From Oscar-winning director Alex Gibney, whose work has ranged from Scientology to Enron, comes HBO’s latest documentary film, ‘Crazy, Not Insane,’ which, in a very bizarre yet gripping way, investigates the topic of murder itself. Pioneering death row investigator Dorothy Otnow Lewis has spent the better part of her long-lasting career researching why people kill. And in this documentary, she details every aspect of it, focusing primarily on how brain dysfunction, combined with childhood experiences and trauma, can change anyone. We’re all actually capable of doing horrendous things – it just depends on whether our minds are aware of the good and bad or not.
Who Is Dorothy Otnow Lewis?
Dorothy Otnow Lewis is a psychiatrist who has been an expert witness in a number of high-profile cases, including that of serial killers Joel Rifkin, Joseph Paul Franklin, Ted Bundy, and Arthur Shawcross. She is a graduate of the Ethical Culture Fieldston School, Radcliffe College, and Yale University School of Medicine, the latter of which she attended with the predetermined mindset of becoming a Freudian psychoanalyst. After all, growing up during World War II had made her curious about what made people, especially murderers, tick. Dorothy wanted to know more about the “why” rather than the “what” a person did and “how.”
She subsequently began working with vulnerable criminals, including death row inmates and those convicted of crimes of passion, performing never before seen tests, resulting in them revealing their true state of mind. Dorothy’s research then went into the specialization of offenders with dissociative identity (multiple personality) disorder (DID), from where she eventually became the Director of the DID clinic at the Bellevue Hospital in New York City. It’s not that Dorothy believes that these violent individuals should be pitied or go unpunished; it’s just that she wants everyone to understand the science behind it all as well.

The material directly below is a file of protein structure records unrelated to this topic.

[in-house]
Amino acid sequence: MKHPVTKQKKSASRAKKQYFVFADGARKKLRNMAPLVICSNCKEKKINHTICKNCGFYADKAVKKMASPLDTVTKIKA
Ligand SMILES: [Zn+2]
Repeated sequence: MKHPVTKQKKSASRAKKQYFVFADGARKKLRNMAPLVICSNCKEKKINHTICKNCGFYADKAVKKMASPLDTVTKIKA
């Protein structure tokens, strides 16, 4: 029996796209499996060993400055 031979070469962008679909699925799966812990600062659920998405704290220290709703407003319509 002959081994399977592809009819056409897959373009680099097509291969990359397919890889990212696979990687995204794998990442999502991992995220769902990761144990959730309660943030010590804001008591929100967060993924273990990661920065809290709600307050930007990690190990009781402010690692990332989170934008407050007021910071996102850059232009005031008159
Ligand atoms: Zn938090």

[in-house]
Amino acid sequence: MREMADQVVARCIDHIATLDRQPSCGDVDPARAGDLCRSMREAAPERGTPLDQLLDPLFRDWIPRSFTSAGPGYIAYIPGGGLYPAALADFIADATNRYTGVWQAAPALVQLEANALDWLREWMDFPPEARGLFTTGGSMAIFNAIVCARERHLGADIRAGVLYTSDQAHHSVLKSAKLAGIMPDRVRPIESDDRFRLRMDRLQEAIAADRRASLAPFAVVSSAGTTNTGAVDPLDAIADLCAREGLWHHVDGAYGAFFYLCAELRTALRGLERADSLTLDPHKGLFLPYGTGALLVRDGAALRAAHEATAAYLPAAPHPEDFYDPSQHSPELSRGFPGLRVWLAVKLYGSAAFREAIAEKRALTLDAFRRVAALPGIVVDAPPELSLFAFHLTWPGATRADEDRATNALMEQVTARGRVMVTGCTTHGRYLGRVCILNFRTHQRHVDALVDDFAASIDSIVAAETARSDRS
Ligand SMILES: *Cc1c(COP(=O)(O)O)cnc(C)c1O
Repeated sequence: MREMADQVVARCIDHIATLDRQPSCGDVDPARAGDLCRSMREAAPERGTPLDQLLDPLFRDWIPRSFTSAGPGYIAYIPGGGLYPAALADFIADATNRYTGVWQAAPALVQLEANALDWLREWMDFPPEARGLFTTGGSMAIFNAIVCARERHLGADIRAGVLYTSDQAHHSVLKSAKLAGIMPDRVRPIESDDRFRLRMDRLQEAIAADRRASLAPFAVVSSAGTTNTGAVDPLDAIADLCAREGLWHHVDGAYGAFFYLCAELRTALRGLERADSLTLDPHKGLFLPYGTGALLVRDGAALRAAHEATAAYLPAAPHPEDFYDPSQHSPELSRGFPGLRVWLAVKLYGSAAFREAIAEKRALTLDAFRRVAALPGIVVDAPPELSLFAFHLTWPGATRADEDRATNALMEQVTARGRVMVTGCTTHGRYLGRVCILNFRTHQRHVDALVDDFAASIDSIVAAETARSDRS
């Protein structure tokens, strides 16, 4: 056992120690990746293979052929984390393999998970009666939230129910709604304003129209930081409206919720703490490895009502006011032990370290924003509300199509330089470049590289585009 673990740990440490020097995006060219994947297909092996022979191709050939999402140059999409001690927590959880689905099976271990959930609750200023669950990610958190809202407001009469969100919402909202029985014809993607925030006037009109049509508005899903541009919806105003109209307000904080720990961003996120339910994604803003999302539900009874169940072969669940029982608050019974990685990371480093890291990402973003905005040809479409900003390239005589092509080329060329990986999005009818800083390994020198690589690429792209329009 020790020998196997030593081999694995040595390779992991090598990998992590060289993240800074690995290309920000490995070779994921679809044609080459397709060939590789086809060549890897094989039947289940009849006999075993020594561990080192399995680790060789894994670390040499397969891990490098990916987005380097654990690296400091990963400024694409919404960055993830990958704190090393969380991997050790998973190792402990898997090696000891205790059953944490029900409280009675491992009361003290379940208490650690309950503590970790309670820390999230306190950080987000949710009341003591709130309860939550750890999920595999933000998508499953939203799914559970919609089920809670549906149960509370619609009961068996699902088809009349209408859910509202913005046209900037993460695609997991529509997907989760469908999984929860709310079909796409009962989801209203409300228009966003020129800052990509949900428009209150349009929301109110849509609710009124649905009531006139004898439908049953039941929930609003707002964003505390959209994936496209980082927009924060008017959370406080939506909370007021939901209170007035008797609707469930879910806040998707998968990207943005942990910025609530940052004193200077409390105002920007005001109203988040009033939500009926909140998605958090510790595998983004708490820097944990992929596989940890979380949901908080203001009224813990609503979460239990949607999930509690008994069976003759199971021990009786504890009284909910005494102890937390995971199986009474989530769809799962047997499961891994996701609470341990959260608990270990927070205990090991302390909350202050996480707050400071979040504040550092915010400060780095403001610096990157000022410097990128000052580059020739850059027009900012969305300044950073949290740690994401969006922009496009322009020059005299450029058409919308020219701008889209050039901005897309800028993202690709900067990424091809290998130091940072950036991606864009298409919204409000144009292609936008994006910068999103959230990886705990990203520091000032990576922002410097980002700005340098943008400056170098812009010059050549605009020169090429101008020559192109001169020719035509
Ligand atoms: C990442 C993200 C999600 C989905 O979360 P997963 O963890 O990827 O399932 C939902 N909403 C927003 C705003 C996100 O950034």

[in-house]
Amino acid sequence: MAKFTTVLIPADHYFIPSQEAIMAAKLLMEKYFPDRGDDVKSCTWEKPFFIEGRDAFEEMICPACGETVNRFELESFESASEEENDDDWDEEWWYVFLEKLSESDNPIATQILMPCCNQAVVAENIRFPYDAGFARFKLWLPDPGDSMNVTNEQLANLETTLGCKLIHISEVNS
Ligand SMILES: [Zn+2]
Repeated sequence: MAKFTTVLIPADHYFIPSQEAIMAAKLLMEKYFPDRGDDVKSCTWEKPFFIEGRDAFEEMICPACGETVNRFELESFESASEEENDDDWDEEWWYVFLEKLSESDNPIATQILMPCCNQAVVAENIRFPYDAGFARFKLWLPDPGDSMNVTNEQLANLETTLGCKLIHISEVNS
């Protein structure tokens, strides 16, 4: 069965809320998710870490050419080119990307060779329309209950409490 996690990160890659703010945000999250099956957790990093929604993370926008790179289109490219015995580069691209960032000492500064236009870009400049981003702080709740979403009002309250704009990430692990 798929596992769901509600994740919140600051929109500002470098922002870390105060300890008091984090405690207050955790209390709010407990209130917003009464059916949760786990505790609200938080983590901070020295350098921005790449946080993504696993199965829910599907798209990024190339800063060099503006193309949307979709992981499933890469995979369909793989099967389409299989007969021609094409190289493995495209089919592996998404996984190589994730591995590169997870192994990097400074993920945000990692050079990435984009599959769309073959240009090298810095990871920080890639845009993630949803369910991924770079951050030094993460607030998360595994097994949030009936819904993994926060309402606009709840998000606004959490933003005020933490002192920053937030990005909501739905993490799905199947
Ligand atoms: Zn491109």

However, in saying that, Dorothy does not support the death penalty, deeming it to be a deterrent as it does nothing to help, evolve, or promote humanity as a whole. Nevertheless, she does think that, in some cases, life sentences are important, especially to protect the public. All she wants to do now is find a permanent solution to reduce child abuse and neglect, which, in turn, would diminish the possibilities of traumatized children becoming killers later on in their lives.
Where Is Dorothy Otnow Lewis Now?
Dr. Dorothy Otnow Lewis is the author of three books: “Delinquency and psychopathology,” which she wrote with David A. Balla and published in 1976, “Vulnerabilities to Delinquency,” published in 1981, and her memoir “Guilty by Reason of Insanity,” based on the research she did with neurologist Jonathan Pincus and made available to the public in 1998. In the latter, she clarified that her interest in society’s pariahs began in kindergarten itself, when she learned what Adolf Hitler really did. The Nazi dictator, she said, was a source of both fascination and fear for her, and yet, when he killed himself, she did not feel happy.
“I could never know what made him tick,” she wrote. “I was convinced, even as a child, that Hitler could not have been born that way. Something had to have happened to him. No one could be born that way. I still believe that.” And that’s why she did what she did and continues doing so. Therefore, today, at the age of 82, Dorothy Lewis is currently working as a board-certified child and adolescent psychiatry specialist in New Haven, Connecticut. She is also affiliated with Yale-New Haven Hospital and NYC Health + Hospitals / Bellevue in New York and serves as the Clinical Professor of Psychiatry at Yale University. From the looks of it, it doesn’t seem like Dorothy would be stepping back from her goals anytime soon.
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